A portion of a Michibiku interview with localizer Brian Gray...
M: So was Gotta Protectors a solo effort, or were you part of a larger team?
BG: 8-4 had their usual — awesome! — team looking over everything and handling the bulk of communication with Ancient, but the translation was entirely me.
Gray also talked about how the game stays true to the NES limits and how that proposed an issue during localization.
BG: The game is designed to work within NES-era limits. That means the graphics are tiled. They’re on a grid. In the Japanese game, all the dialogue is spaced out as text, blank row, text, blank row. But we quickly realized we wouldn’t be able to fit the dialogue in the same space, so we asked Ancient if they could slide the rows around to make room for one more. But after talking it over, we decided keeping it true to the NES limits was better.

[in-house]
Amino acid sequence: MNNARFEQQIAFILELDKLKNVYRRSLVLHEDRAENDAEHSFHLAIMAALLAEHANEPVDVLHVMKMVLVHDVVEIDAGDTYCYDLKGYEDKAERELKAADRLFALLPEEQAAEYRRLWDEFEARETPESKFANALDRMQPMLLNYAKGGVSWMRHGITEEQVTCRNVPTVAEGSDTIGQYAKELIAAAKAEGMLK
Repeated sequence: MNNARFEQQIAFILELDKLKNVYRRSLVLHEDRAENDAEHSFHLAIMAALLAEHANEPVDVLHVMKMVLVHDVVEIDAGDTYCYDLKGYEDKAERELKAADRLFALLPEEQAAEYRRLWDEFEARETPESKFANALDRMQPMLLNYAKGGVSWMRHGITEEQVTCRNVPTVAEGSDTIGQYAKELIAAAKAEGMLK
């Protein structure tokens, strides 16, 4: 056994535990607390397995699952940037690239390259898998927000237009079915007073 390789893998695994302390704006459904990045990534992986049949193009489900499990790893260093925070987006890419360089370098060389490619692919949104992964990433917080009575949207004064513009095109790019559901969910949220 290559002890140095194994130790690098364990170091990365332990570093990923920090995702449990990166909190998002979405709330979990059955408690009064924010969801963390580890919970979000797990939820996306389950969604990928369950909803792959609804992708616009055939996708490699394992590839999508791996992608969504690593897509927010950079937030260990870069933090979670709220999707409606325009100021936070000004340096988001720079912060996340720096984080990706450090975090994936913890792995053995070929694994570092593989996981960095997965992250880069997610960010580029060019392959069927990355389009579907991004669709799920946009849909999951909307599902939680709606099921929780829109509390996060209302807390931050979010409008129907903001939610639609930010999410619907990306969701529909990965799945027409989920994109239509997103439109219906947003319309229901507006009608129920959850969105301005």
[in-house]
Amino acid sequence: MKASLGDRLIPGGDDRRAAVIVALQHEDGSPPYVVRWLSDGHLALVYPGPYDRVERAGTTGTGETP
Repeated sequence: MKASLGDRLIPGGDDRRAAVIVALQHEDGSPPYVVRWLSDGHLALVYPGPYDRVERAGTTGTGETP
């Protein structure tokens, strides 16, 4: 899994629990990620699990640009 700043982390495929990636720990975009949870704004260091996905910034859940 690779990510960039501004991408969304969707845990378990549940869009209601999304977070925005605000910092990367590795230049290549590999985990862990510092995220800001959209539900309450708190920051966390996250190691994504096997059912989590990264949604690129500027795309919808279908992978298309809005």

So we ended up putting the extra lines of English dialogue in between the existing rows of Japanese dialogue. (Where there were 2 rows in Japanese, we got 3. If they had 3 rows, we got 5.) Problem is, that meant there was no actual space between the letters. The tiles literally touch each other.
M: What was the solution?
BG: So I actually went back through the game and rewrote anything where a lowercase “g” or “y” was directly above a capital letter, for example. I’m not sure I caught them all, but that was a thing. (laughs) Honestly, it was a lot of fun. It’s been years since I’ve had to come up with that kind of puzzly solution in localization work.